Running the Wrong Kind of Business

Running the Wrong Kind of Business

There is nothing more annoying than going into a store to find a rude, unhelpful salesman. You are reminded of this when you walk into Store A. He talks over you when he has no idea why you’re in his store.  It would be so much easier if he just listened. After telling you to wait, the guy tells you he doesn’t want to fix your TV for some reason you know cannot possibly be true. It’s one of those stores that would rather sell you something defective and profit when you need it replaced. Wonderful.

This isn’t going anywhere, so you leave. But you still need to get your TV fixed, as you’re having guests over tomorrow and it’s too late to cancel. Your friend is bringing that cute girl you’ve been meaning to talk to. Failure is not an option. With no other choice, you go to the other guys across the street, hoping your luck changes.

Thankfully these guys actually know what they’re talking about. Store B works much better than Store A. You explain what you need and they get it for you. They treat you with respect and actually listen to what you want. You’re even told its ok to call if you have any further problems. You give a sigh of relief, because this is how business is supposed to be done.

We come to college to, among other things, get a degree.  The University runs the business and we are the customers.  We need this degree to get a well paying job.  The university needs our tuition keep on going.  As students, we would hope the university would be like Store B and not Store A.  Unfortunately, that’s not the case.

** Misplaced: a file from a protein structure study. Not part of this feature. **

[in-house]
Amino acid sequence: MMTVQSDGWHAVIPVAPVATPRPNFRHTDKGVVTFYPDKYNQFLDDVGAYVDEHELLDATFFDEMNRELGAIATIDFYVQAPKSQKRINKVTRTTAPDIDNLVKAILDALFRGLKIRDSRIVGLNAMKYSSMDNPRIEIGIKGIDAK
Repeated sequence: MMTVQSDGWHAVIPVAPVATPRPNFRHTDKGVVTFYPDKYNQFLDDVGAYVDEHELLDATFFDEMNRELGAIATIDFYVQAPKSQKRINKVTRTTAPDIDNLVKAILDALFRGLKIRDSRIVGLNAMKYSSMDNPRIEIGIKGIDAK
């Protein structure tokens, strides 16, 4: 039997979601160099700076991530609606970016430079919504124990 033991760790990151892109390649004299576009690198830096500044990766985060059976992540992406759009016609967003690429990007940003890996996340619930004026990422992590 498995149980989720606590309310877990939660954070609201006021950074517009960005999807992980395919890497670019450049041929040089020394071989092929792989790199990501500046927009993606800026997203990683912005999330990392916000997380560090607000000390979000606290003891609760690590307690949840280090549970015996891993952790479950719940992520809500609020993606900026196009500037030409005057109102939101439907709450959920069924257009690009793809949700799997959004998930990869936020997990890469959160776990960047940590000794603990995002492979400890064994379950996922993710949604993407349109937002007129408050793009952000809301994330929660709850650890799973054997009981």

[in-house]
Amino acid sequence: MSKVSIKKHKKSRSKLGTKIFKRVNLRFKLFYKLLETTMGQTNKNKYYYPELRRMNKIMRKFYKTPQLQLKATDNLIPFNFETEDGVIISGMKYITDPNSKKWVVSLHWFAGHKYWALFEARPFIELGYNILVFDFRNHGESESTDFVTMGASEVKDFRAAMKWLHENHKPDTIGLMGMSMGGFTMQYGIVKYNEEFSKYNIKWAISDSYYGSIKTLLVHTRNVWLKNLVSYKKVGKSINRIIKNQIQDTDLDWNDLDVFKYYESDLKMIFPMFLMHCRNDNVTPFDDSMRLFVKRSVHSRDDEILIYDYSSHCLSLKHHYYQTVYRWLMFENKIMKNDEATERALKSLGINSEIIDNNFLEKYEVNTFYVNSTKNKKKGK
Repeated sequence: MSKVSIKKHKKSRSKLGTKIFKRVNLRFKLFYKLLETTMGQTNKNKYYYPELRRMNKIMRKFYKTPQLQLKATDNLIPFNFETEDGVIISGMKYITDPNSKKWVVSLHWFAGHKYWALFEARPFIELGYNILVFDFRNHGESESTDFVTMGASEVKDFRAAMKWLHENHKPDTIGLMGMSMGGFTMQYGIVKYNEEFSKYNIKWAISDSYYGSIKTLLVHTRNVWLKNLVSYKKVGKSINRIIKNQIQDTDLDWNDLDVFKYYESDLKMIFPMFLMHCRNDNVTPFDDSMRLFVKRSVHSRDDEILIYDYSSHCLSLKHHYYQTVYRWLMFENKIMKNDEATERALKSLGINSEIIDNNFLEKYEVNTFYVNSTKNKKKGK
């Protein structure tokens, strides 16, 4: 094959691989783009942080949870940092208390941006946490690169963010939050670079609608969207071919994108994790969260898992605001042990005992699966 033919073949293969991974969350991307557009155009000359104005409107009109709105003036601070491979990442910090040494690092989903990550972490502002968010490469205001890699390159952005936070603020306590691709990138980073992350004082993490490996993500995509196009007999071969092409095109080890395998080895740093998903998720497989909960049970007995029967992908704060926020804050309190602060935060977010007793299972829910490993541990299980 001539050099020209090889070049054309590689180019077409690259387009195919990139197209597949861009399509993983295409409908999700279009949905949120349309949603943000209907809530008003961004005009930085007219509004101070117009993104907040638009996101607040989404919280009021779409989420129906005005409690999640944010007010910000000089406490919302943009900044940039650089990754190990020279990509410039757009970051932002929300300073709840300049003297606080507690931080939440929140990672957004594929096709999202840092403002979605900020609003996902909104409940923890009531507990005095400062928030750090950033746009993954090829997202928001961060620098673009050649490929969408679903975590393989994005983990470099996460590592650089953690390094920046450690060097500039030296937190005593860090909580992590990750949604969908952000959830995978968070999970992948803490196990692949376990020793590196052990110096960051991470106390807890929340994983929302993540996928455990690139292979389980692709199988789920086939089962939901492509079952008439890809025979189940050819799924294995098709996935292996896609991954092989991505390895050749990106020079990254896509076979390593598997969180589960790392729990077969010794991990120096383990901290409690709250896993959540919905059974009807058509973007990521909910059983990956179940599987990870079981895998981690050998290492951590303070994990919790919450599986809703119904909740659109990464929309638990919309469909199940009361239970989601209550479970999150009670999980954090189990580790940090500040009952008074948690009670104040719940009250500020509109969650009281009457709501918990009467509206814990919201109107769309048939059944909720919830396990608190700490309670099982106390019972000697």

Recent decisions by the administration have been troubling and deserve attention. In particular, their current plans to expand the Residential College in the Arts and Humanities (RCAH) Program and cut Deaf Education Program are especially ridiculous. It makes no sense, and is concurrent with a troubling trend of short-term thinking the University has chosen to take in their fiscal affairs.

I understand there need to be cuts when there are limited funds.  A weak economy in Michigan means less revenue for the University. I don’t blame them for having to pick between bad and worse when it comes to cutting back. It’s times like these where they must see which programs are truly needed. But the University is willing to hedge its bets on a program that they are selling well to prospective parents and students. It’s true that they’re going to make a quick buck in the next few years. But they are also willing to ditch a sound program that graduates qualified and skilled students every year for one hasn’t had a graduating class yet.